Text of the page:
Going Green at Salem State (Salem, Mass., Gazette)

By Leslie Griffin

Mar 16, 2007

SALEM – Spring is coming, and it is not just the grass that is turning green. Salem State College is in the process of turning the entire campus green and environmentally friendly.

While students are on spring break, the campus is conducting phase two of a recycling effort that began in January. Phase one consisted of the removal of 21.73 tons of paper, 2.22 tons of electronics and about 11 tons of mixed debris.

“The effort just snowballed,” said sustainability manager Tom Osborne. He credits President Nancy Harrington for wanting to spruce up the college before retiring in June.  The college actually gains two classrooms through the massive spring-cleaning effort.

Working with the Institution Recycling Network (IRN), Salem State recycled small items from the Mainstage Theater, Sullivan Building and administration building. Phase two consists of the rest of the buildings on campus recycling their paper, electronics and debris. A representative from the IRN has been on hand to help instruct proper recycling techniques.  Phase three, which will take place in April during the public school vacation, will consist of the removal of larger objects and furniture that are still useable from the on-campus Horace Mann Elementary School.

IRN will take anything that may be still useable and donate products nationally and overseas.  “What might look like junk to us, they can patch up with a few screws, and off it goes to be reused,” said Osborne.

Department heads in Salem State College worked with Spry Moving Company to help rid the buildings of unused furniture.  “It has been a very positive action by the college, and actually brought a lot of people together who don’t usually work together, so you know each other’s names,” said Osborne.

Ashley Carroll, a Salem State student and member of MASSPIRG (Massachusetts Public Interest Research Group), has been able to acquire $4,500 in grants from Salem State to set up a recycling program at the dormitory at Central Campus. She hopes to use student volunteers to make the effort succeed.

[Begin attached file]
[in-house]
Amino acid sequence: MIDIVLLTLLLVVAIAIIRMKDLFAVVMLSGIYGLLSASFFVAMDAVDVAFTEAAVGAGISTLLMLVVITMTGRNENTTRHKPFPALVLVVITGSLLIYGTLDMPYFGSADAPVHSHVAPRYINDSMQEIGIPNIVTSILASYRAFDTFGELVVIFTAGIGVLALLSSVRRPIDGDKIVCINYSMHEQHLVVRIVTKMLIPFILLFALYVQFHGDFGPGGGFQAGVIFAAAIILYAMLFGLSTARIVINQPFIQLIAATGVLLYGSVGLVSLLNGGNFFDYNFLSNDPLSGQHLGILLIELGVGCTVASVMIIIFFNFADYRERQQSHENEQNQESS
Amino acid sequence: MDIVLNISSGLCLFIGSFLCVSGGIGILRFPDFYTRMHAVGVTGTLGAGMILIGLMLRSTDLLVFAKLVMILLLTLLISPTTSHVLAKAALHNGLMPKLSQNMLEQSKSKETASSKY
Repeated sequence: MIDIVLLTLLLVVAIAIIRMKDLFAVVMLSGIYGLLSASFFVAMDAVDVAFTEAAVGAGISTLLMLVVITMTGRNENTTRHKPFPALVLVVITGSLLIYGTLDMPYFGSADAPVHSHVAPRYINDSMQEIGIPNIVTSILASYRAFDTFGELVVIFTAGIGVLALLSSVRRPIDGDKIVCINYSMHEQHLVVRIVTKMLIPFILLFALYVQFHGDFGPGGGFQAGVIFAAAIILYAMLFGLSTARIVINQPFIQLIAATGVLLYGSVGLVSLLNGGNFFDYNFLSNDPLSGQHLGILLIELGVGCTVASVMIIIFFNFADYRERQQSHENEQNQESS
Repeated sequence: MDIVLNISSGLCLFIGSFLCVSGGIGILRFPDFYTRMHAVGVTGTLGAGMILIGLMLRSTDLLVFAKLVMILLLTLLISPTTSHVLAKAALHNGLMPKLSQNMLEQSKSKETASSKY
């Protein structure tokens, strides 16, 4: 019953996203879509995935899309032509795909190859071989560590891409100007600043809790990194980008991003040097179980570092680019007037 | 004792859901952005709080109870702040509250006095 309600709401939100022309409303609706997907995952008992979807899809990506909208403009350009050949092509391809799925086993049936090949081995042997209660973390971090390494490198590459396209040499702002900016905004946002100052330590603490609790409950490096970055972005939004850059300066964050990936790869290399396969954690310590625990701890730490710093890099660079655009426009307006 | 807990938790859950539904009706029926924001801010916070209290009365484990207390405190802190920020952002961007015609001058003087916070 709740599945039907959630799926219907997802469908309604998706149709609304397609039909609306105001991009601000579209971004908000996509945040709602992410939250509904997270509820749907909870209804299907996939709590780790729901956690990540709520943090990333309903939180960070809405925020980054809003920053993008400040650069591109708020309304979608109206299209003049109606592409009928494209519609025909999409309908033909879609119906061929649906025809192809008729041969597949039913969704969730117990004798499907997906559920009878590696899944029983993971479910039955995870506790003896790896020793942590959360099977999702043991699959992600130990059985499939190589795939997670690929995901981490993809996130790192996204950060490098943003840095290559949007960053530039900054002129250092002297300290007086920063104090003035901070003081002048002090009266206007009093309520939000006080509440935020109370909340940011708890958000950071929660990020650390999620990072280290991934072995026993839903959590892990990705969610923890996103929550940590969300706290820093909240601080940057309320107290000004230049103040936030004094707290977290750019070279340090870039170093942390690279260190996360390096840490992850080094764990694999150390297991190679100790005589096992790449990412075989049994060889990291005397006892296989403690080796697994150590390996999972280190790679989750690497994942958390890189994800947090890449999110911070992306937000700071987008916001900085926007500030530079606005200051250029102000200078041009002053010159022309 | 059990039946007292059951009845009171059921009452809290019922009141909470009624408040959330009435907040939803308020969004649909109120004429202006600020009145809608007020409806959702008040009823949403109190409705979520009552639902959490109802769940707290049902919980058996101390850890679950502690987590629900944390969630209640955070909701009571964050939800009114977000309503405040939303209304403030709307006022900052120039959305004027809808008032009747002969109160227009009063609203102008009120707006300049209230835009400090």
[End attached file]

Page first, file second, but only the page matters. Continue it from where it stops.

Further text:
Green Efforts

The recycling effort is only one part of the Salem State’s effort to go green. “We are really looking hard at greenhouse gas emissions and carbon emissions and trying to reduce those, [and] avert global warming,” said Osborne. “We may not make a big difference, but we are part of the solution.”

In January, the college paid a small premium to purchase renewable energy credits, which is “green” electricity. SSC signed a three-year contract to purchase 3,500 megawatts per year.  “Because we purchased, that means that more wind turbines and solar panels will be made,” said Osborne. The money Salem State invested creates a larger market for renewable energy.

College officials said building one on Central Campus, which is the former GTE/Sylvania site, uses only green electricity. The 450-bed residence village that was constructed in 2004, and is registered as an LEED (leadership in energy and environmental design) building, uses 49 percent green electricity.

Osborne is a promoter of wind energy, but some wind farms are not succeeding in this country, often due to public opposition. “People can see them from so far away that so many people can complain,” said Osborne.  Salem State has also begun burning 3 percent bio-diesel fuel in the Harrington building. This is cleaner fuel that cuts down emissions. Although there is a slight premium for this fuel, the money is recovered through a state sustainability grant.

Throughout campus, Salem State has installed dual burning boilers, which are able to burn clean gas.  The college also just received approval for funding for a solar ray. It will be a $600,000-plus ray to help power the SSC dormitories. A third of the funding is coming from Clean Renewable Energy from the IRS, and the remained will come from a grant from the Massachusetts Technical Collaborative Funds.

“Students will get used to being around renewable energy,” said Osborne. “It is part of their education as well.”  Salem State has also made an effort to clean out the marshes and channels around campus, and to retrofit light fixtures with energy-efficient models.  Osborne emphasized the need to use renewable energy over foreign oil: “All they need to do is shut us down again, and our economy collapses.”

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